In light of China’s rapid growth and increasing engagement in the global climate regime, the authoritarian regulatory model has attracted attention from researchers and policymakers alike. This paper examines the question of to what extent and in what way state authoritarianism leads to (un)successful environmental policy implementation in China, with particular attention to energy transformation. This study inter-connects macro and micro inquiries through a case study of nuclear energy policy in China. An examination of the extended policy cycle as a comprehensive process that brings a policy to fruition shows that authoritarian regulatory environmental policy intervenes in each stage, resulting in a particular path of the evolution of environmental policy in nuclearising energy transformation in China. Adding to commonly accepted tenets of authoritarian environmentalism in general, the explanations of Chinese distinctiveness in materialising environmental policy enhances the understanding of the merits and challenges of authoritarian mechanisms of environmental policy.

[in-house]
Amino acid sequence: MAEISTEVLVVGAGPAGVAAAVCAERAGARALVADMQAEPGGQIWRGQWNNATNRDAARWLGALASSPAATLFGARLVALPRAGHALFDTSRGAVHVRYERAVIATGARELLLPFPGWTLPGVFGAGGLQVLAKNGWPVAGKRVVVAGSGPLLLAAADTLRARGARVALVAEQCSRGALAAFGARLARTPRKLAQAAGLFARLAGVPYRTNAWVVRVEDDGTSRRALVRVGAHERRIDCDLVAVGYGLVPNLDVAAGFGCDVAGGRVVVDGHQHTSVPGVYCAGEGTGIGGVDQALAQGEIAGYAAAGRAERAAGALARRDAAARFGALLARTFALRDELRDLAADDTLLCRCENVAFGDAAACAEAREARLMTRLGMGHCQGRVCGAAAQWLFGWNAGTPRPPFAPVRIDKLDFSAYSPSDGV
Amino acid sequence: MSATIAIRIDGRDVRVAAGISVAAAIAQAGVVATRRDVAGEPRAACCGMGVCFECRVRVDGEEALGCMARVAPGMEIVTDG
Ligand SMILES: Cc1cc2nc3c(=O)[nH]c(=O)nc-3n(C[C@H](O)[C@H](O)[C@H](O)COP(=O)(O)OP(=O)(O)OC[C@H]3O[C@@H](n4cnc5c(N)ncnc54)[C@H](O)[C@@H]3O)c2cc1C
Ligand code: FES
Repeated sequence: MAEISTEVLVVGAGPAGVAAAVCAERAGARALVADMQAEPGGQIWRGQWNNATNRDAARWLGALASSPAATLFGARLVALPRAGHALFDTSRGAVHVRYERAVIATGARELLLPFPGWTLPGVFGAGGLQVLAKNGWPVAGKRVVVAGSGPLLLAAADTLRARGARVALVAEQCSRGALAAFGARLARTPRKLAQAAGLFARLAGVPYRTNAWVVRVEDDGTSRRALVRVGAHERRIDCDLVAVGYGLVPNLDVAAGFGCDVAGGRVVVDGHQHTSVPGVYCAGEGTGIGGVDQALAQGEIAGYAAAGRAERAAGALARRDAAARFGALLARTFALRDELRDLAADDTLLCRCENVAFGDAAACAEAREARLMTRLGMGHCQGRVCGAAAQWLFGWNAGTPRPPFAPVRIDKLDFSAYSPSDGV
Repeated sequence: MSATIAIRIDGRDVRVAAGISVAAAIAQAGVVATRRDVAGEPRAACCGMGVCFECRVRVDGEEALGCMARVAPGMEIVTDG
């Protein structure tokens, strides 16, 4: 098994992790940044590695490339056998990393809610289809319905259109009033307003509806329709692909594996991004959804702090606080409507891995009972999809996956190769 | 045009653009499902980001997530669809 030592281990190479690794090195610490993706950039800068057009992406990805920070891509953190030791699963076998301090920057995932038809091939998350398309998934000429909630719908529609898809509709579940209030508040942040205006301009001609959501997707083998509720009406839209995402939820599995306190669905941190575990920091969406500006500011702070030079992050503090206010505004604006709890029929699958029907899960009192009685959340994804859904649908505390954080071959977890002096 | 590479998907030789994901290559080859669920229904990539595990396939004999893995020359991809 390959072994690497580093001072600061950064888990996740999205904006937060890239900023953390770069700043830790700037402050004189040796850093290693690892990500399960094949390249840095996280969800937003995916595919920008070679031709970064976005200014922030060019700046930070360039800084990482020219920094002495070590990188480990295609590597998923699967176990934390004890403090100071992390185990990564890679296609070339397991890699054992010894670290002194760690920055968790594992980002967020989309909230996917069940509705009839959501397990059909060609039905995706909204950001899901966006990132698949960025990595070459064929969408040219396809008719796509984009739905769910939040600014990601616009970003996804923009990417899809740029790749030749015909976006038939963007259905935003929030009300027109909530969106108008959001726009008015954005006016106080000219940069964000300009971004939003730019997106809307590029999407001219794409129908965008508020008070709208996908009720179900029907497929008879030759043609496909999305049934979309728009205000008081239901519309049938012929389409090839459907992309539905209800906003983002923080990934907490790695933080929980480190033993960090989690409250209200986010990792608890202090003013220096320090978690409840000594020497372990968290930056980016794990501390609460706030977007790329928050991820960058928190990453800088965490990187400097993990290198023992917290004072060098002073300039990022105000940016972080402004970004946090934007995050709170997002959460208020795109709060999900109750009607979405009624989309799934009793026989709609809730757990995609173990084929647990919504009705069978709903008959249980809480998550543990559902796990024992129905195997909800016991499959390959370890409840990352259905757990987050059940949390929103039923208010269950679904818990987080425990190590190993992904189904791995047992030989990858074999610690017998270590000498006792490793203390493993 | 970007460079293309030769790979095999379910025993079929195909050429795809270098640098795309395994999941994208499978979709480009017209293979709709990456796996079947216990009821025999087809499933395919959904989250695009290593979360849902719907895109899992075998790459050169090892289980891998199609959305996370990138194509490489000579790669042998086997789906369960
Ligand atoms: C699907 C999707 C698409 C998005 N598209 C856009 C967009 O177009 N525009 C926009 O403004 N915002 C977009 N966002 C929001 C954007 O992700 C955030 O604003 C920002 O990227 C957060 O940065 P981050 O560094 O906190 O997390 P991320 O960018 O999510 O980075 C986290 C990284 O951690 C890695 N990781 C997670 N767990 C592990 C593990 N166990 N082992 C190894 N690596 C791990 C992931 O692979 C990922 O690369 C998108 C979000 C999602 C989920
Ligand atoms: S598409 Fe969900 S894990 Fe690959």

- Authoritarian environmentalism
- climate change mitigation
- energy transformation
- nuclear energy
- regulatory environmental policy in China
ASJC Scopus subject areas
- Geography, Planning and Development